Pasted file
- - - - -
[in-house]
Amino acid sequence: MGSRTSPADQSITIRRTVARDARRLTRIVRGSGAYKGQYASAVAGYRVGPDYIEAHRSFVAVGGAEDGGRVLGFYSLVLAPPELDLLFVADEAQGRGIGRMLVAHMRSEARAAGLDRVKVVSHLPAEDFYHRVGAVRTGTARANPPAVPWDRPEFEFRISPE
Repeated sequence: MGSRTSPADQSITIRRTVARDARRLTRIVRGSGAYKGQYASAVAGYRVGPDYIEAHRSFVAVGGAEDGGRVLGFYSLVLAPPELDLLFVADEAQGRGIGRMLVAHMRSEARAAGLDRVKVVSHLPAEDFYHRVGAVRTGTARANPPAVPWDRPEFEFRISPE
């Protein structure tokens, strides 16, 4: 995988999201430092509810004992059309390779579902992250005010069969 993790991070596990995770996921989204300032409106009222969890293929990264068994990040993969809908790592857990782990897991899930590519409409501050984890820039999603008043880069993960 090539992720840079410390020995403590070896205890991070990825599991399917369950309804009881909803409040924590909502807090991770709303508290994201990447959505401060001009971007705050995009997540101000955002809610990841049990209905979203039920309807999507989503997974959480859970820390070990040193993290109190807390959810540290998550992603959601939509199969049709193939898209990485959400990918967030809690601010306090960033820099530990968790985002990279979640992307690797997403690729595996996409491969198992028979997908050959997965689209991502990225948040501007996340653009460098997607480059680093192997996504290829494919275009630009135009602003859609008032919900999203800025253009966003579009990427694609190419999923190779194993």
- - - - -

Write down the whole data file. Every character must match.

[in-house]
Amino acid sequence: MGSRTSPADQSITIRRTVARDARRLTRIVRGSGAYKGQYASAVAGYRVGPDYIEAHRSFVAVGGAEDGGRVLGFYSLVLAPPELDLLFVADEAQGRGIGRMLVAHMRSEARAAGLDRVKVVSHLPAEDFYHRVGAVRTGTARANPPAVPWDRPEFEFRISPE
Repeated sequence: MGSRTSPADQSITIRRTVARDARRLTRIVRGSGAYKGQYASAVAGYRVGPDYIEAHRSFVAVGGAEDGGRVLGFYSLVLAPPELDLLFVADEAQGRGIGRMLVAHMRSEARAAGLDRVKVVSHLPAEDFYHRVGAVRTGTARANPPAVPWDRPEFEFRISPE
């Protein structure tokens, strides 16, 4: 995988999201430092509810004992059309390779579902992250005010069969 993790991070596990995770996921989204300032409106009222969890293929990264068994990040993969809908790592857990782990897991899930590519409409501050984890820039999603008043880069993960 090539992720840079410390020995403590070896205890991070990825599991399917369950309804009881909803409040924590909502807090991770709303508290994201990447959505401060001009971007705050995009997540101000955002809610990841049990209905979203039920309807999507989503997974959480859970820390070990040193993290109190807390959810540290998550992603959601939509199969049709193939898209990485959400990918967030809690601010306090960033820099530990968790985002990279979640992307690797997403690729595996996409491969198992028979997908050959997965689209991502990225948040501007996340653009460098997607480059680093192997996504290829494919275009630009135009602003859609008032919900999203800025253009966003579009990427694609190419999923190779194993």